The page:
extraordinary circumstances for his failure to file notice of claim within
the period of time prescribed by section 59:8-8 of this act or to file a
motion seeking leave to file a late notice of claim within a reasonable time
thereafter; provided that in no event may any suit against a public entity
or a public employee arising under this act be filed later than two years
from the time of the accrual of the claim.
sending two letters to corporation counsel. (Id. at 4-5). New Jersey courts have
recognized substantial compliance as an excuse for failing to meet the ninetyday deadline. See, e.g., Abel v. City of Ati. City, 549 A.2d 894 (N.J. Super. Ct.
App. Div. 1988); Dambro v. Union
Park Comm’n, 327 A.2d 466 (N.J. Super.
Ct. Law Div. 1974).
1. Extraordinary Circumstances
Plaintiffs will not be permitted to file a late claim under section 59:8-9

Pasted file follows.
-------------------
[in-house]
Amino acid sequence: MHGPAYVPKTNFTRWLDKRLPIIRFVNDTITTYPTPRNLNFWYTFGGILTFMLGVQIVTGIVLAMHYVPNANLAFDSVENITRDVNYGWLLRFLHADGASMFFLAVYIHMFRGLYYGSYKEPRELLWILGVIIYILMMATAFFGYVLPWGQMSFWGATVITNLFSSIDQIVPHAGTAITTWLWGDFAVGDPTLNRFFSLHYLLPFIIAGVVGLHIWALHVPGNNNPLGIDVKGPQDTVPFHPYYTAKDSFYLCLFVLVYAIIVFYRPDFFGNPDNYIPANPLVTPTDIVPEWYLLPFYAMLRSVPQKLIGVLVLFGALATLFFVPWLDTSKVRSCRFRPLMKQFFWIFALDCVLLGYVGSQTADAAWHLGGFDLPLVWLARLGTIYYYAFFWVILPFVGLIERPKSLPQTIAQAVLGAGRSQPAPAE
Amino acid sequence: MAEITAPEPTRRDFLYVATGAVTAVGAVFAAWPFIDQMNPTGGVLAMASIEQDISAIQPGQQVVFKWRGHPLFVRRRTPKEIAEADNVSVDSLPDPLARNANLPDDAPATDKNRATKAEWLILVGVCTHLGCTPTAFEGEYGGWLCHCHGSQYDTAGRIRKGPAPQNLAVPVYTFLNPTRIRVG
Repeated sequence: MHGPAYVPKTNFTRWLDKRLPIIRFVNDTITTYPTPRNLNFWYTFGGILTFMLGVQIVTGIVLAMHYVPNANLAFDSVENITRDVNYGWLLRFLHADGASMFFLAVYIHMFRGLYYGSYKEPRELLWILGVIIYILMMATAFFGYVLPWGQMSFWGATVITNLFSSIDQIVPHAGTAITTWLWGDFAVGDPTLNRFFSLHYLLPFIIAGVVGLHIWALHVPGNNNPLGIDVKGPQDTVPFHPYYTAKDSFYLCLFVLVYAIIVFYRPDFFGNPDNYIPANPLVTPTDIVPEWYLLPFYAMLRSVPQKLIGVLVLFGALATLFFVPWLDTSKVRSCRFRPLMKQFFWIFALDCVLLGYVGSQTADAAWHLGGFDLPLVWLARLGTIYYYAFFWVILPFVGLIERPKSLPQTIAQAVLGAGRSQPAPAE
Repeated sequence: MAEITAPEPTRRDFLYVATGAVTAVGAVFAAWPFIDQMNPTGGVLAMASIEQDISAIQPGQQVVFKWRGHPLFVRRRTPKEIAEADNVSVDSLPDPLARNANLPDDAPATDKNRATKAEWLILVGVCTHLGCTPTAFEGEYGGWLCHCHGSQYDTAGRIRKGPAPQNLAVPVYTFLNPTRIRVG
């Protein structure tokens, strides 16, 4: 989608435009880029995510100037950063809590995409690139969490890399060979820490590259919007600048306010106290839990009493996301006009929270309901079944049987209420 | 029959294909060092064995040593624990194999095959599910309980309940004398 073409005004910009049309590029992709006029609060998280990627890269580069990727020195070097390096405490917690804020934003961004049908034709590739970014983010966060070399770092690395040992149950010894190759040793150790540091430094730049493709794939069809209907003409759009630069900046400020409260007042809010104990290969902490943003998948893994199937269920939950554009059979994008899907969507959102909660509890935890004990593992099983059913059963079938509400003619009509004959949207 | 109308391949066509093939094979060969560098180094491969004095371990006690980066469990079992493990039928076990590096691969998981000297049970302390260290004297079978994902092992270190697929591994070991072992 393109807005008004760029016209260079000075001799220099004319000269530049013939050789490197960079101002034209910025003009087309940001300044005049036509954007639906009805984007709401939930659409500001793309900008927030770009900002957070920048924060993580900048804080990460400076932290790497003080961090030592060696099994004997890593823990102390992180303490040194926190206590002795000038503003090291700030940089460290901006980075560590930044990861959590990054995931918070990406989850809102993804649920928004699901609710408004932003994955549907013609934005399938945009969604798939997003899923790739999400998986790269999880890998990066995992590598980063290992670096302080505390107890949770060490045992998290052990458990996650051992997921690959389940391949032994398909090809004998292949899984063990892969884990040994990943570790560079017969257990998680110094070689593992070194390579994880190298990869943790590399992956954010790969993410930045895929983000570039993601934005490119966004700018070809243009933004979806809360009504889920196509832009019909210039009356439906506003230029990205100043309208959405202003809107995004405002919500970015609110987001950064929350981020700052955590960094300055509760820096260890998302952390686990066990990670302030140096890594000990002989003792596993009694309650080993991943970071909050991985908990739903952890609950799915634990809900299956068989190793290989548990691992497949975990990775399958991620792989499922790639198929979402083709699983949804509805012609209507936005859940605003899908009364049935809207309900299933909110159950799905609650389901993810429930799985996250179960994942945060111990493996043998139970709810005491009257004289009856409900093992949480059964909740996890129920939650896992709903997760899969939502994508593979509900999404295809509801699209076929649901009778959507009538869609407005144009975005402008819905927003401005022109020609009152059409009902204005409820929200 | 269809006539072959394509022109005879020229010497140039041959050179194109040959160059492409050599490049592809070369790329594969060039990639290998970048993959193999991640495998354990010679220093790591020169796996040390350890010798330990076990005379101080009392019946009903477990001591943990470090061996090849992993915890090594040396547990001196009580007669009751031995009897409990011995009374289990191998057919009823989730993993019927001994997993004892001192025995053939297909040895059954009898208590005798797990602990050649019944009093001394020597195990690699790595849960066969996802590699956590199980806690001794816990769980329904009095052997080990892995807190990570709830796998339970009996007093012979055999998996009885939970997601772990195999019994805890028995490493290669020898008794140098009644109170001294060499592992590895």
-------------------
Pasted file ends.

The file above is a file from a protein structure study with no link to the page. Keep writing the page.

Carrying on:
because there are not “extraordinary circumstances” justifying the lack of
TCN. The “extraordinary circumstances” language was not in the original act.
Amedio, 751 A.2d 1047, 1050-5 1 (N.J. 2000). It was added by
amendment in 1994 to “raise the bar for the filing of late notice from a ‘fairly
permissive standard’ to a ‘more demanding’ one.” Id. Express findings about
the presence of extraordinary circumstances must be made to justify an
untimely claim against a public entity. Leidy v. Cty. of Ocean, 942 A.2d 112,
116 (N.J. Super. Cit. App. Div. 2008) (citing Allen v. Krause, 703 A.2d 993 (N.J.
Super. Ct. App. Div. 1997)).
New Jersey courts have applied a demanding “extraordinary
circumstances” test. In Beauchamp, a plaintiff sought to file a claim after the
ninety-day deadline once she learned that her injuries were permanent. 751
A.2d at 1051. The Supreme Court of New Jersey denied her request to file a
late notice because she could have asserted her claim earlier, even though she